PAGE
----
A new light installation in Galway showing the impact of rising sea levels has been hailed as “fabulous” by Green Party Councillor, Martina O’Connor.
“It makes it easy for people to understand what’s happening on an ongoing basis and to engage with it”, she said.
The horizontal illuminated lines installed on the Spanish Arch and the surrounding area will be switched on at night-time for the next six months, marking the level waters will reach according to scientists and showing how the town could be flooded within one-hundred years.
The project, by artists Timo Aho and Pekka Niittyvirta, is called “Linte na Farraige” and will take place in several Irish coastal sites.
Ms O’Connor thinks such a clear reminder could change Galwegians’ daily habits, for example in the use of their cars. “While the bigger picture could be overwhelming, having it brought down to the place where you live can actually make you rethink your choices”, she said.
The project is based on renewable and low consumption energies, according to “Linte na Farraige” creators, but a light installation in the middle of an energy and climate crisis could still raise doubts among the public.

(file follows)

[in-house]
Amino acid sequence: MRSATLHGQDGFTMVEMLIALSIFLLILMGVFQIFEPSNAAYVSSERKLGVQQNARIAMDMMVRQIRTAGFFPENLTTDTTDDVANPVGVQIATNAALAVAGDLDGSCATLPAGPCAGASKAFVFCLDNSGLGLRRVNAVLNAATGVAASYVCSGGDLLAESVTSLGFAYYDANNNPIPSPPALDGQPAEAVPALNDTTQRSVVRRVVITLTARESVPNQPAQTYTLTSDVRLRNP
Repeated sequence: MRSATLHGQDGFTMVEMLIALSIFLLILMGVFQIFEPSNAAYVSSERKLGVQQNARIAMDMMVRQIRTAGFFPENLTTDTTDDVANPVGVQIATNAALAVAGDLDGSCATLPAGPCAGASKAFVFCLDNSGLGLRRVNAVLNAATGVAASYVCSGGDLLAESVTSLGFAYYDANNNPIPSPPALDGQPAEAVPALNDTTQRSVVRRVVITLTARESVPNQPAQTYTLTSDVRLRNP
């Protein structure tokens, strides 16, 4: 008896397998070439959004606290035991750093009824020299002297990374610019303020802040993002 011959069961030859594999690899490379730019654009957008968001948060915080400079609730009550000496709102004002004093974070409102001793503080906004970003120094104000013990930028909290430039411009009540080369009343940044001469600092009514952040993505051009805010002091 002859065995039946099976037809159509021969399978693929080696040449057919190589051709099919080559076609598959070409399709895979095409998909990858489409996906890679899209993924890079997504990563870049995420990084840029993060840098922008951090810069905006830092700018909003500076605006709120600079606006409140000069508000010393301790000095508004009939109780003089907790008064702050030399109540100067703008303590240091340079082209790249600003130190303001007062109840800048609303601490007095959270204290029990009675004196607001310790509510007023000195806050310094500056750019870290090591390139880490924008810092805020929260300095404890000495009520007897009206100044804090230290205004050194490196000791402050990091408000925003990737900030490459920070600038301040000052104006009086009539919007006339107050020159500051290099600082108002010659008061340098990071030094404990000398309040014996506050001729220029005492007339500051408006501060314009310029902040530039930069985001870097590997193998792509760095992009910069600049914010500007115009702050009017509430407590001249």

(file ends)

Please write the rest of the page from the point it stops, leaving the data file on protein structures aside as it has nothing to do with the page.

“I think you have to invest to win,” said Ms O’Connor, “If the use of that amount of light can trigger us all to think about what we are wasting, it’s worth it”. According to the Councillor, artists choices must be respected and although there could be other effective ways to mark the buildings, such as spray paint, they would be washed away too easily.
It’s still not clear if at the end of the six months there will be collected data showing a change in Galway citizens’ behaviours after the installation, and Ms O’Connor will ask about Council’s plan on that. “The pressure doesn’t have to be fully on the citizen”, she added, “It’s important that decision makers achieve results as well. That’s why I joined the Green Party”.